The saga of Arkane Studios’ Prey up until its release last Friday was that of an unfolding mystery. A teaser here, gameplay snippets there, and a video of all the different things you can morph into as a cherry on top. Even last week’s free demo of Prey left more questions than answers. Why wasn’t there a PC demo? Would that nagging door glitch be a huge factor?
All of these pre-launch questions and concerns were put to bed over the weekend, with Prey launching in a solid technical state with more depth than many expected. Though Prey’s full release brings its own set of issues, only few of them amount to anything more than nitpicks. Arkane Studios has released yet another involved, imaginative project that I won’t soon be putting down.
Meddling With Space Aliens
By now, we all know the basic premise of Prey, if only because we’ve heard it so many times before. Humans make a space station and start messing around with space aliens, and, wouldn’t you know it, not everything goes according to plan.
But Prey is far less about the overarching plot as it is about the minutia. Who’s trying to smuggle goods off the ship? Should we save this prisoner or condemn him death? How do I get into this dang room? These are much more what occupy your moment-to-moment thoughts and actions.
I suppose that’s why it’s easier to swallow the moments before the closing credits. It may seem I’m getting ahead of myself, already referring to the ending, but believe me when I say this just simply isn’t what Prey has most to offer. The way the story resolves felt unsatisfying no matter how many different ways I tried, and, while it didn’t amount to what I thought it would, giving it points for unpredictability, it’s unclear what Prey’s story actually did amount to. Is it a setup for a sequel? A statement about going Too Far, Too Fast? Heck if I know.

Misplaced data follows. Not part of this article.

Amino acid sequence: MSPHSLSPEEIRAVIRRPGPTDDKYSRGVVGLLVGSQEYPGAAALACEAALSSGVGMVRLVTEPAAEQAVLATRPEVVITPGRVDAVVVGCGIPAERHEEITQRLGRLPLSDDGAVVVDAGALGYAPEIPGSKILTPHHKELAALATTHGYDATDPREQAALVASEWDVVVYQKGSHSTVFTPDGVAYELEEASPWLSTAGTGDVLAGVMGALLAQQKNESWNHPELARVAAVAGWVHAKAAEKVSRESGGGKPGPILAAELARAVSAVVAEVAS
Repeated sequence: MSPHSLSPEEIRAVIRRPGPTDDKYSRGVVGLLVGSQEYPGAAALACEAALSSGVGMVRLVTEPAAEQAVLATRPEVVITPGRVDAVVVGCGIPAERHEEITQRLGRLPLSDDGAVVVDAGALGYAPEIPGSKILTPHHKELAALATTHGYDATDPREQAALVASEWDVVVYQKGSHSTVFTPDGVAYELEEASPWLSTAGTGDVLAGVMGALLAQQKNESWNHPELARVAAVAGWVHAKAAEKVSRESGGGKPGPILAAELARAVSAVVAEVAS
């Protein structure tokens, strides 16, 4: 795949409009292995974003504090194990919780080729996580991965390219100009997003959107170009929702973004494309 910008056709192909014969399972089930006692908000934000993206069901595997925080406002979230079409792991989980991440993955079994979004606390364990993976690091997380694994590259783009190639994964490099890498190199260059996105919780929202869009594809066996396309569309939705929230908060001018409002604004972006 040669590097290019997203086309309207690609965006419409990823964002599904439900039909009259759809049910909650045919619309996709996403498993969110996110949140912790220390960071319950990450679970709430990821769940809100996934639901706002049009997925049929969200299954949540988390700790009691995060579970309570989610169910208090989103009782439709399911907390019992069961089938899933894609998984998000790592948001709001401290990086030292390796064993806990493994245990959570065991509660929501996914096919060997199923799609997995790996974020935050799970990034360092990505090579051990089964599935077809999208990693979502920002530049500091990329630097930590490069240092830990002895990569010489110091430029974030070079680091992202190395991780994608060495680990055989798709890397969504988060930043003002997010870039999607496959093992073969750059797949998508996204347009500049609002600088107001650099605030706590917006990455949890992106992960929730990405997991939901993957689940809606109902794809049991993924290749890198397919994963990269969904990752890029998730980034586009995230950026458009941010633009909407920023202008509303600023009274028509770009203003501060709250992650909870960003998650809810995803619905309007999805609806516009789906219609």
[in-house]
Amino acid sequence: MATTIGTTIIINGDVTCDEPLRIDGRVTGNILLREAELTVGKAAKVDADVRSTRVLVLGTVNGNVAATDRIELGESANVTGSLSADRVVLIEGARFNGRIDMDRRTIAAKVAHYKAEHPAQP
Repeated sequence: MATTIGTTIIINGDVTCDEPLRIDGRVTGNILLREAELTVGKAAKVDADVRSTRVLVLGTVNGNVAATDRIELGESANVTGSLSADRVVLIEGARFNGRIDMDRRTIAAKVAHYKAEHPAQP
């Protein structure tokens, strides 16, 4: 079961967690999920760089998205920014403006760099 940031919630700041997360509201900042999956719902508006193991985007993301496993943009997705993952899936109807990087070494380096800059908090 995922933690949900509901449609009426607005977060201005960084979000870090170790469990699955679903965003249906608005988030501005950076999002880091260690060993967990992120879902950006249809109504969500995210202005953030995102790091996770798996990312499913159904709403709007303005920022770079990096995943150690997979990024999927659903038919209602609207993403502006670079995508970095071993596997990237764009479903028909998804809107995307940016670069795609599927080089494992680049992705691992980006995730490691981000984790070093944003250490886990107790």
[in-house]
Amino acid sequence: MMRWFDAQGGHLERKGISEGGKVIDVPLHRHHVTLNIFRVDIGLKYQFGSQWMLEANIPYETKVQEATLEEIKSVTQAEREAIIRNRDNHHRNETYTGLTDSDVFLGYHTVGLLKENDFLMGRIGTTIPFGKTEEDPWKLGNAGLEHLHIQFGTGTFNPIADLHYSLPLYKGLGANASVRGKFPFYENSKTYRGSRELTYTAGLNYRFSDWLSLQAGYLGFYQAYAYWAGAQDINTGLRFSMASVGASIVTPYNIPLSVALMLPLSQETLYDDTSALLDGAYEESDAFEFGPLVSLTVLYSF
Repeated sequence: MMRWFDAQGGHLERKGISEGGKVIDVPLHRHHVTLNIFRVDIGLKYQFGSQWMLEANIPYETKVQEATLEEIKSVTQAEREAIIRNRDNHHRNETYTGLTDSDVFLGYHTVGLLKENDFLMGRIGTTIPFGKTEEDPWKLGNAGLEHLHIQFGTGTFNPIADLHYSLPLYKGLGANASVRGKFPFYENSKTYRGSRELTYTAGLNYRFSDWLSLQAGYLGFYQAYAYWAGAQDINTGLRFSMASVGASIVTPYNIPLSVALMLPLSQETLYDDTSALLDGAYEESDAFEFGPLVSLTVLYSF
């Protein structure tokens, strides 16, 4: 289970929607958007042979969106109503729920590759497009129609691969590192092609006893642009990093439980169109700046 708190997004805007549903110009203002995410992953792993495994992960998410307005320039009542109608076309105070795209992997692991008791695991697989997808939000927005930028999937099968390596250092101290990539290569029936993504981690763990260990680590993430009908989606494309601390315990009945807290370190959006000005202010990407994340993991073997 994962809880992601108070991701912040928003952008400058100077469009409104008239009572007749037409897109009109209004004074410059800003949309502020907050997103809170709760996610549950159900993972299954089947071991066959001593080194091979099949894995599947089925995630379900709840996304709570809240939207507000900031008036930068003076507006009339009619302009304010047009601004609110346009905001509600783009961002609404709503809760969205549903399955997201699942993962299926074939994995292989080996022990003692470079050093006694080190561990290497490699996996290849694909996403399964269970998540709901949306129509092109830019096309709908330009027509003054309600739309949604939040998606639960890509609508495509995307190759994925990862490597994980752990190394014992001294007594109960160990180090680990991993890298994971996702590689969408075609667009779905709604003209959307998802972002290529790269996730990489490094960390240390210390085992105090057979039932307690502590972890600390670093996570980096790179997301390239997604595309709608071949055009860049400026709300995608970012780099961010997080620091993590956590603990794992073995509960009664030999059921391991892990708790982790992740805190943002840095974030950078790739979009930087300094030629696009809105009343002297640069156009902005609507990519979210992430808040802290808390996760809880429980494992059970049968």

Boarding Talos I
What I do know, though, is that I had an absolute blast playing Prey, and that’s largely because of the design of the Talos I space station. Acting almost as a giant sandbox, Talos I provides several massive areas in which you can explore, and exploring is all the more rewarding because of a deep crafting and upgrade system.
Each major area in Talos I is vast and intricate, with all sorts of sub-areas and rooms that need to be explored. You can find an alternate path around a blocked door, try to hack your way in, search for a code or, if all else fails, turn into a coffee cup and slip through a small slot.
What you find in these places is even more important. You can locate valuable items, such as medkits, suit repair kits, items that restore your psychic powers, extra weapons or ammo, but you can also find a lot of junk. With this junk, you travel to static locations in each level called Recyclers to turn it into useful material. You then take that material to what’s called a Fabricator, again available in each level, to craft different items.